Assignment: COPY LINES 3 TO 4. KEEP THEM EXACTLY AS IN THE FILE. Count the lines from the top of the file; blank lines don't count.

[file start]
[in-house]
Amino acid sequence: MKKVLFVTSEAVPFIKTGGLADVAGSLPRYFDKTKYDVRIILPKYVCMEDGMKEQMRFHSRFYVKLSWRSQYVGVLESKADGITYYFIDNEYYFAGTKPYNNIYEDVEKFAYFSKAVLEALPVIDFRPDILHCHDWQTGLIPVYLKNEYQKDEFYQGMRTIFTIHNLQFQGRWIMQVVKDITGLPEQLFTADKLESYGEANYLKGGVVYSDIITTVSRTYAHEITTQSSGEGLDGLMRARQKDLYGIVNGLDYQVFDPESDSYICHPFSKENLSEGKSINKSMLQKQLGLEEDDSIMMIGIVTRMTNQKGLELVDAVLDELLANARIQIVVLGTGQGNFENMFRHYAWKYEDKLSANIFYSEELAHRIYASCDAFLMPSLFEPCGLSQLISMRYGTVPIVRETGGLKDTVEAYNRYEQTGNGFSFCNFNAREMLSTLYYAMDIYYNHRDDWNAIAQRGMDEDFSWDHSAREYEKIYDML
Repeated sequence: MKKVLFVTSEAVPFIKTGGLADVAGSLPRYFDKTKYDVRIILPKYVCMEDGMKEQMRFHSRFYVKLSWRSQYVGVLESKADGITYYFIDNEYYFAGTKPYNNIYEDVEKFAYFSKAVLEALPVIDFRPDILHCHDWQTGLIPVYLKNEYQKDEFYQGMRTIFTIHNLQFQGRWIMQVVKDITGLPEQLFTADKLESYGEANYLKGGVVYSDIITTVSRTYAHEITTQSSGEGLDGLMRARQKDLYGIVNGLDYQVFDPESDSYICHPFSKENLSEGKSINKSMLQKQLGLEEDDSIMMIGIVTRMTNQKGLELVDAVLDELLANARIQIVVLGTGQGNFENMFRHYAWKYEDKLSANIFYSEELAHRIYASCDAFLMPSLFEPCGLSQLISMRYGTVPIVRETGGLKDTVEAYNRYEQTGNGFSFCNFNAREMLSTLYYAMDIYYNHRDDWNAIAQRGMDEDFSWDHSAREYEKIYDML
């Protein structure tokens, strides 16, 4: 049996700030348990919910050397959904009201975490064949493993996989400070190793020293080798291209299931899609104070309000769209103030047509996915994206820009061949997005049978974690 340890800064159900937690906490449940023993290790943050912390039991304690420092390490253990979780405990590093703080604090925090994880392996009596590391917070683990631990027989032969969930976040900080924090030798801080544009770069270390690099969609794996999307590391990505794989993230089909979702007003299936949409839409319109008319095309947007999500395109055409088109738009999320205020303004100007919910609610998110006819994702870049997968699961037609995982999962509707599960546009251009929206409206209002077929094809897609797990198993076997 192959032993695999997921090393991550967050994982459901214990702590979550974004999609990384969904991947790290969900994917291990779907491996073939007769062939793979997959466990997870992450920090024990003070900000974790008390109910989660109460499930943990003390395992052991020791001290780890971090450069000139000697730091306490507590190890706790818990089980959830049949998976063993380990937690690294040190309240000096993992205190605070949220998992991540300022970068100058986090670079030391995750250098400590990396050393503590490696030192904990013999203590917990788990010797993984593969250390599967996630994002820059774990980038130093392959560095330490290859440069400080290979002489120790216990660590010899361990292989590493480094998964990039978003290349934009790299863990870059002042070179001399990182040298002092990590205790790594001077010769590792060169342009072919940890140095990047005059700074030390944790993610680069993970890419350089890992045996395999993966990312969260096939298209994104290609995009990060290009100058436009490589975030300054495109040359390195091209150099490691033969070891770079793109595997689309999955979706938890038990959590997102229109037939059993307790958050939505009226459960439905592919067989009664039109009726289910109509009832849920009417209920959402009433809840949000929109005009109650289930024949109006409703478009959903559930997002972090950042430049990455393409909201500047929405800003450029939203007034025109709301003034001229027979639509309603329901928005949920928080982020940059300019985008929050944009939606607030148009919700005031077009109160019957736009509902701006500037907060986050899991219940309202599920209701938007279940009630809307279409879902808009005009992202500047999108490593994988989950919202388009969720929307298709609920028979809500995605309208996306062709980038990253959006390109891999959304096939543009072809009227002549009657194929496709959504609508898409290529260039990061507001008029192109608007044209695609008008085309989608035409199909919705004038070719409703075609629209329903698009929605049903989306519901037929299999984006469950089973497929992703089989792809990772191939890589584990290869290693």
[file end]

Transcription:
Repeated sequence: MKKVLFVTSEAVPFIKTGGLADVAGSLPRYFDKTKYDVRIILPKYVCMEDGMKEQMRFHSRFYVKLSWRSQYVGVLESKADGITYYFIDNEYYFAGTKPYNNIYEDVEKFAYFSKAVLEALPVIDFRPDILHCHDWQTGLIPVYLKNEYQKDEFYQGMRTIFTIHNLQFQGRWIMQVVKDITGLPEQLFTADKLESYGEANYLKGGVVYSDIITTVSRTYAHEITTQSSGEGLDGLMRARQKDLYGIVNGLDYQVFDPESDSYICHPFSKENLSEGKSINKSMLQKQLGLEEDDSIMMIGIVTRMTNQKGLELVDAVLDELLANARIQIVVLGTGQGNFENMFRHYAWKYEDKLSANIFYSEELAHRIYASCDAFLMPSLFEPCGLSQLISMRYGTVPIVRETGGLKDTVEAYNRYEQTGNGFSFCNFNAREMLSTLYYAMDIYYNHRDDWNAIAQRGMDEDFSWDHSAREYEKIYDML
């Protein structure tokens, strides 16, 4: 049996700030348990919910050397959904009201975490064949493993996989400070190793020293080798291209299931899609104070309000769209103030047509996915994206820009061949997005049978974690 340890800064159900937690906490449940023993290790943050912390039991304690420092390490253990979780405990590093703080604090925090994880392996009596590391917070683990631990027989032969969930976040900080924090030798801080544009770069270390690099969609794996999307590391990505794989993230089909979702007003299936949409839409319109008319095309947007999500395109055409088109738009999320205020303004100007919910609610998110006819994702870049997968699961037609995982999962509707599960546009251009929206409206209002077929094809897609797990198993076997 192959032993695999997921090393991550967050994982459901214990702590979550974004999609990384969904991947790290969900994917291990779907491996073939007769062939793979997959466990997870992450920090024990003070900000974790008390109910989660109460499930943990003390395992052991020791001290780890971090450069000139000697730091306490507590190890706790818990089980959830049949998976063993380990937690690294040190309240000096993992205190605070949220998992991540300022970068100058986090670079030391995750250098400590990396050393503590490696030192904990013999203590917990788990010797993984593969250390599967996630994002820059774990980038130093392959560095330490290859440069400080290979002489120790216990660590010899361990292989590493480094998964990039978003290349934009790299863990870059002042070179001399990182040298002092990590205790790594001077010769590792060169342009072919940890140095990047005059700074030390944790993610680069993970890419350089890992045996395999993966990312969260096939298209994104290609995009990060290009100058436009490589975030300054495109040359390195091209150099490691033969070891770079793109595997689309999955979706938890038990959590997102229109037939059993307790958050939505009226459960439905592919067989009664039109009726289910109509009832849920009417209920959402009433809840949000929109005009109650289930024949109006409703478009959903559930997002972090950042430049990455393409909201500047929405800003450029939203007034025109709301003034001229027979639509309603329901928005949920928080982020940059300019985008929050944009939606607030148009919700005031077009109160019957736009509902701006500037907060986050899991219940309202599920209701938007279940009630809307279409879902808009005009992202500047999108490593994988989950919202388009969720929307298709609920028979809500995605309208996306062709980038990253959006390109891999959304096939543009072809009227002549009657194929496709959504609508898409290529260039990061507001008029192109608007044209695609008008085309989608035409199909919705004038070719409703075609629209329903698009929605049903989306519901037929299999984006469950089973497929992703089989792809990772191939890589584990290869290693």